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Fiber May Lower Protein Linked to Heart Disease

March 31, 2006

NEW YORK — A fiber-rich diet may help control levels of a blood protein linked to an increased risk of heart disease, new research suggests.

In a study of 524 healthy adults, investigators found that those with the highest fiber intake had lower blood levels of C-reactive protein (CRP) than those who ate the least fiber. CRP is a marker of ongoing inflammation in the body, and consistently high levels of this protein have been identified in previous studies as a risk factor for future heart disease.

The new findings support the general recommendation that adults get 20 to 35 grams of fiber per day, in the form of fruits, vegetables, beans and whole grains.

Unfortunately, they note in their report in the American Journal of Clinical Nutrition, the average American consumes only half that amount, lead investigator Dr. Yunsheng Ma of the University of Massachusetts Medical School in Worcester and colleagues point out.

For their study, the researchers measured the participants’ CRP levels five times over the course of a year and collected information on diet, exercise habits and other health factors.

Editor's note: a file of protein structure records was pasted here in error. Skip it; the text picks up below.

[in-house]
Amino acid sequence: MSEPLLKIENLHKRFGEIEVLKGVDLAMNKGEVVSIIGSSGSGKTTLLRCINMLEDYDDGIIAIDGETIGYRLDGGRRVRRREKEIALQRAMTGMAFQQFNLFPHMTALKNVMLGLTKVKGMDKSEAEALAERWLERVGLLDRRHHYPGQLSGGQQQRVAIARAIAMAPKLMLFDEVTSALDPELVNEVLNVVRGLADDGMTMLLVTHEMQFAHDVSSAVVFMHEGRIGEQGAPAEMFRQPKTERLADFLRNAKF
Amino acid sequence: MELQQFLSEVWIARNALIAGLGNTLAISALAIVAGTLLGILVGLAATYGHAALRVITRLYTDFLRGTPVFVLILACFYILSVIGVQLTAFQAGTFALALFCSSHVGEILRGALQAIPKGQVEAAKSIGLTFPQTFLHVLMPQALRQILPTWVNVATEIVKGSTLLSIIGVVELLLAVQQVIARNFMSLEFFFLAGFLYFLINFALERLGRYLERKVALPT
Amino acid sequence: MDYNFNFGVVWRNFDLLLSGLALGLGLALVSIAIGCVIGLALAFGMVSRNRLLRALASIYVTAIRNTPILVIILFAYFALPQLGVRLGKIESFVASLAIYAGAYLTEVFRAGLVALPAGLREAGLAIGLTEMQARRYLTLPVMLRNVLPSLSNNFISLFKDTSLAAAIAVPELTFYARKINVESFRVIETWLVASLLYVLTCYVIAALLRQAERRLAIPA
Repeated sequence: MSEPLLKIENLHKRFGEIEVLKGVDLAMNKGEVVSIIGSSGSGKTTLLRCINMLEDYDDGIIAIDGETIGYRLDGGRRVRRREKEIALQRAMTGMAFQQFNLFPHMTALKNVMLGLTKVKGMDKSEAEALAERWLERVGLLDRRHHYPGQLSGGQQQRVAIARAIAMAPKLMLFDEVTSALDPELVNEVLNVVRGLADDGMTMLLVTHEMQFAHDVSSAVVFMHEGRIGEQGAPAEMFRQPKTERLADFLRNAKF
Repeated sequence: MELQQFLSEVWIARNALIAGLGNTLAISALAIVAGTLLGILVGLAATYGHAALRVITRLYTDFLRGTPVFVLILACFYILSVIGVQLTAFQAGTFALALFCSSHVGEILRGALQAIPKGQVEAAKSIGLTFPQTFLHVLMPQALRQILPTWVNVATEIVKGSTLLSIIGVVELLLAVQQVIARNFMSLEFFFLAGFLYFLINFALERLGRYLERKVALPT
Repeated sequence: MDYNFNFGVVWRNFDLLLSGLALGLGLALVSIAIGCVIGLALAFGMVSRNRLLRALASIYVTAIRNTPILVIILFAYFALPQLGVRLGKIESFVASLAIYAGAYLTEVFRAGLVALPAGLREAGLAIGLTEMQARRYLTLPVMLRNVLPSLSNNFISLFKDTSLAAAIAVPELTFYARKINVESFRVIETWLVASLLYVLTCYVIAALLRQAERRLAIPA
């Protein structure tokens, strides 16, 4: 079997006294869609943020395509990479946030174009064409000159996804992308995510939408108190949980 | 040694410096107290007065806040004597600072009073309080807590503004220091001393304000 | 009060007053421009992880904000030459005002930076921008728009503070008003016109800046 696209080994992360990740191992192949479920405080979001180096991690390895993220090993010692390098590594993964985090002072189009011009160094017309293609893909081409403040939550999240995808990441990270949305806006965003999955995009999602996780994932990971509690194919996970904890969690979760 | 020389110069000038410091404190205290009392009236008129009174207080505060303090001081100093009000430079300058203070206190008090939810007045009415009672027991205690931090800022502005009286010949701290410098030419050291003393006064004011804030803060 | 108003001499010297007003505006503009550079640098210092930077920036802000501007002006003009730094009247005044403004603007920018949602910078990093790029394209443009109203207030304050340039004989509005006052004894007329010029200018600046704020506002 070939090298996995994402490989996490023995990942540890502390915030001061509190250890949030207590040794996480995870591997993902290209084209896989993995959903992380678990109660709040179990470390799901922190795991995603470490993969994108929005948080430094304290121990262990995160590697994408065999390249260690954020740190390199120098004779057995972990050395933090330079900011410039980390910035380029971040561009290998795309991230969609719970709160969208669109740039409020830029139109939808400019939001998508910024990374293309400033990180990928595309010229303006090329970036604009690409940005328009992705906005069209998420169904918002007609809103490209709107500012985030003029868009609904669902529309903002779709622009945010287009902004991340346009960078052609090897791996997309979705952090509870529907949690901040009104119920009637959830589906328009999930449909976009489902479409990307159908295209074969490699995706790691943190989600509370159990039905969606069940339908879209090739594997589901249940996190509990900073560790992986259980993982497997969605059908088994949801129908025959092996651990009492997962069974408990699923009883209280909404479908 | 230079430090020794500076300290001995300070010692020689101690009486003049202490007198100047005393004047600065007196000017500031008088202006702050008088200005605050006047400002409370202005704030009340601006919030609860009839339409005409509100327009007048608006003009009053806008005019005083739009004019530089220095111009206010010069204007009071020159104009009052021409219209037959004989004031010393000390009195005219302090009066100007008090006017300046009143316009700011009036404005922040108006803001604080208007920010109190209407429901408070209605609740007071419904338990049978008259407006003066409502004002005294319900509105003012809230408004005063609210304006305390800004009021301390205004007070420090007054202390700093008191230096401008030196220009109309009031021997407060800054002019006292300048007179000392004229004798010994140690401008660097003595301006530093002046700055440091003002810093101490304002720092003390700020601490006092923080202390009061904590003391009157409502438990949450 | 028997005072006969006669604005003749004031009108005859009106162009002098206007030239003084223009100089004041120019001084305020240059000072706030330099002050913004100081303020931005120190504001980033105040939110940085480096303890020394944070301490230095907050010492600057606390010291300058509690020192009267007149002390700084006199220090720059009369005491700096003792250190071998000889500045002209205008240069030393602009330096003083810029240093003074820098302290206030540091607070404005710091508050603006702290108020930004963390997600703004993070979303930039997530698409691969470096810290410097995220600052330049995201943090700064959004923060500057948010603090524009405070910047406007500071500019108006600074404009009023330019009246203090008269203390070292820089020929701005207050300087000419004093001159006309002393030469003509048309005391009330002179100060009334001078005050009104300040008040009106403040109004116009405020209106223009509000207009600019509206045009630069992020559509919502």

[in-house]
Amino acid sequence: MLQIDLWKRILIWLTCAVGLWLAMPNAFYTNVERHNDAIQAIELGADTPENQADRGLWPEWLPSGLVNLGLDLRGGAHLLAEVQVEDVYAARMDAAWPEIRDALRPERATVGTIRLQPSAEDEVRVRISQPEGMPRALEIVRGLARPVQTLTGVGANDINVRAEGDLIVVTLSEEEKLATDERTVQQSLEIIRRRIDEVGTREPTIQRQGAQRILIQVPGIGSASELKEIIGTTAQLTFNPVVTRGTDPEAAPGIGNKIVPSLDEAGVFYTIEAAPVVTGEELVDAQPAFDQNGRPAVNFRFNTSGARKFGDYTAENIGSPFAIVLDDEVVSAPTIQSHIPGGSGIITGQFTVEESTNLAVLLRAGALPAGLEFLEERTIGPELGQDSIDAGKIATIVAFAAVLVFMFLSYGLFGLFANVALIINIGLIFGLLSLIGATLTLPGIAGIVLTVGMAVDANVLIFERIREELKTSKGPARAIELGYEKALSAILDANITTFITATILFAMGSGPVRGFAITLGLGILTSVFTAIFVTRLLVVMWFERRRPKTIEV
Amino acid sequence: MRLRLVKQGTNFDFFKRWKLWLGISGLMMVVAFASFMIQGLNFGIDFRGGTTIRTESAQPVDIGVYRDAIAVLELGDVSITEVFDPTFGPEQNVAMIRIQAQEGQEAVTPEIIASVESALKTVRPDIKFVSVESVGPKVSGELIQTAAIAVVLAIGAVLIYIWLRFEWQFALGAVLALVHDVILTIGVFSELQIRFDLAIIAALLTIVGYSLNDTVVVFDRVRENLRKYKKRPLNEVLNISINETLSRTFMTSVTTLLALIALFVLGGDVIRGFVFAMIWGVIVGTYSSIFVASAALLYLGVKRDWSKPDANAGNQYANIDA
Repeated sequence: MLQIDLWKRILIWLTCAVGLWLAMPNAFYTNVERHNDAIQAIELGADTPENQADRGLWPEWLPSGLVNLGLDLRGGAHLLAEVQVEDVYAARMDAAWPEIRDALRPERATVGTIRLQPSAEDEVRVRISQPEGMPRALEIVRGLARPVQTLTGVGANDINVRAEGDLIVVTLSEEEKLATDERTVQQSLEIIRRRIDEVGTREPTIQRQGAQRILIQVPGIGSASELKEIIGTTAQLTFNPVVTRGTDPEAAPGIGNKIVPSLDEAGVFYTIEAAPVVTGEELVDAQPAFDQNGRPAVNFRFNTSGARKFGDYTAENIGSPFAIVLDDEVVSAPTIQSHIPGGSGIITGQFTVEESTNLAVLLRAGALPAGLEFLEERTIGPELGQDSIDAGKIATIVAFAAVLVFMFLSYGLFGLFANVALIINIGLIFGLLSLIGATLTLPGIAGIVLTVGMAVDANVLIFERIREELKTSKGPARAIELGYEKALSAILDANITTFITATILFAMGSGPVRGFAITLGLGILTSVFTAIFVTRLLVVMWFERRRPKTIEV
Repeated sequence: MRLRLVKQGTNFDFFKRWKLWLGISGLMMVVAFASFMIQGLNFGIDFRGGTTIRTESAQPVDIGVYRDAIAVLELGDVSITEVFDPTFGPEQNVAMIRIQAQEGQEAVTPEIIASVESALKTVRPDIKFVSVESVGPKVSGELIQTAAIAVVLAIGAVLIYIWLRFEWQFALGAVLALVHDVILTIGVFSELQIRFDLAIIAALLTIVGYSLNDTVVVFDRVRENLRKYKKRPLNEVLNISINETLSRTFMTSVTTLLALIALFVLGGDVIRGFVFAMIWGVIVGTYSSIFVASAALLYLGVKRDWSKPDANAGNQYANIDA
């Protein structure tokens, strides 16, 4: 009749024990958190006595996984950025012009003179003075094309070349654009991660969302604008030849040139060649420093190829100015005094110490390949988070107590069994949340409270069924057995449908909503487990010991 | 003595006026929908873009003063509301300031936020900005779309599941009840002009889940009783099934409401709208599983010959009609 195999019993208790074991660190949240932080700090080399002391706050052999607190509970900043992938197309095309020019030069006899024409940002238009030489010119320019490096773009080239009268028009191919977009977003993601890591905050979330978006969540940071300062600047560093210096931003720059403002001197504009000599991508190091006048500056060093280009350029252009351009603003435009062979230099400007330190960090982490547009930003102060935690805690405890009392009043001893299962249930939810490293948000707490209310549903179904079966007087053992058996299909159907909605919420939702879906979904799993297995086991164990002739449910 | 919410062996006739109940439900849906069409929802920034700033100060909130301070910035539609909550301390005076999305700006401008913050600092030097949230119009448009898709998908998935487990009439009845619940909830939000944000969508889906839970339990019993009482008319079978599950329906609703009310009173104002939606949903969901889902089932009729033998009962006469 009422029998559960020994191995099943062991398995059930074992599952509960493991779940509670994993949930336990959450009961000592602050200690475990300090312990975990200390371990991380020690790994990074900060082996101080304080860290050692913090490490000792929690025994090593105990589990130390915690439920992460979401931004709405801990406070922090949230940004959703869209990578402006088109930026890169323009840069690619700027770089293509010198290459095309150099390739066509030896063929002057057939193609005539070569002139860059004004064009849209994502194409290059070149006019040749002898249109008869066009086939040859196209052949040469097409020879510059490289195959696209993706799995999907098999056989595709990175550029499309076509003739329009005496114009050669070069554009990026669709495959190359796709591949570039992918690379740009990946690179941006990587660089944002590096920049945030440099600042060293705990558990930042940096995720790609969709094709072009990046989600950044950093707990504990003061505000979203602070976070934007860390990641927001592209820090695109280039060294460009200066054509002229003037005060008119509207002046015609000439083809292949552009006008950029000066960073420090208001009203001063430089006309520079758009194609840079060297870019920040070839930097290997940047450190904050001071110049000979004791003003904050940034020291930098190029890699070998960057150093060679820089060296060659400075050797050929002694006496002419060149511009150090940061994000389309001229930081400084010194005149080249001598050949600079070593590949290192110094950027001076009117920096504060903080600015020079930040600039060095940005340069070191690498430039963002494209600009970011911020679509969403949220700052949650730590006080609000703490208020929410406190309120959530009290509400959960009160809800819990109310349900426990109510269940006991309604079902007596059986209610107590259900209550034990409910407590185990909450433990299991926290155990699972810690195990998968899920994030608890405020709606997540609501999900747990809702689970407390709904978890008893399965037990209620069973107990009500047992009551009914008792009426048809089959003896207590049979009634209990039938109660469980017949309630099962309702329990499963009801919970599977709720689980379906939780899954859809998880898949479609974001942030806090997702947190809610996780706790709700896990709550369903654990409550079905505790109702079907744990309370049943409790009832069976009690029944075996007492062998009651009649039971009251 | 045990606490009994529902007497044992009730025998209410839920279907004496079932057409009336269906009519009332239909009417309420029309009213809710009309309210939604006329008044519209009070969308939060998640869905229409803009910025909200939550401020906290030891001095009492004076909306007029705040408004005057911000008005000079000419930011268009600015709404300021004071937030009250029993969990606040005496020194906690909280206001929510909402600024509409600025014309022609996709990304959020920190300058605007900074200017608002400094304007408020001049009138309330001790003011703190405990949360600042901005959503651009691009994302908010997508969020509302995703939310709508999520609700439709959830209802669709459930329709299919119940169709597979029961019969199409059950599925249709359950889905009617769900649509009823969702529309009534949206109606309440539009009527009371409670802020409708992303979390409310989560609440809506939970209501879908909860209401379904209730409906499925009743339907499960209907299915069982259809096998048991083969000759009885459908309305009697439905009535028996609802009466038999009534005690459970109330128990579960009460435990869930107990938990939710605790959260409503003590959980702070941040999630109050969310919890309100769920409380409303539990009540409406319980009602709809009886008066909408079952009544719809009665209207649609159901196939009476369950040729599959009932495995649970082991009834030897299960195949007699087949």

About 18 percent of men and women had elevated CRP levels, above 3 milligrams per liter of blood. But CRP levels generally dipped as fiber intake increased. Compared with subjects who ate the least fiber, those who ate the most were 63 percent less likely to have an elevated CRP number.

It did not take a ton of roughage to reap the benefit, the researchers found. Study participants with the highest fiber intake typically got about 22 grams per day, or just within the recommended range.

Ongoing, low-level inflammation in the body is thought to contribute to a range of ills, including clogged arteries and heart disease.

It’s not clear why fiber may reduce inflammation, according to Ma’s team, but it may lower cholesterol and blood sugar, both of which can contribute to inflammation.

“This study,” the researchers write, “suggests that a diet high in fiber may play a role in reducing inflammation and, thus, the risk of cardiovascular disease and diabetes.”

In addition, both of the main forms of fiber, soluble and insoluble, were related to lower CRP levels. Soluble fiber is found in foods like oatmeal, beans, berries and apples, while whole grains and many vegetables are good sources of insoluble fiber.

All of these foods, the study authors write, should become the “foundation of America’s diet to combat heart disease and diabetes.”

SOURCE: American Journal of Clinical Nutrition, April 2006.


Source: reuters



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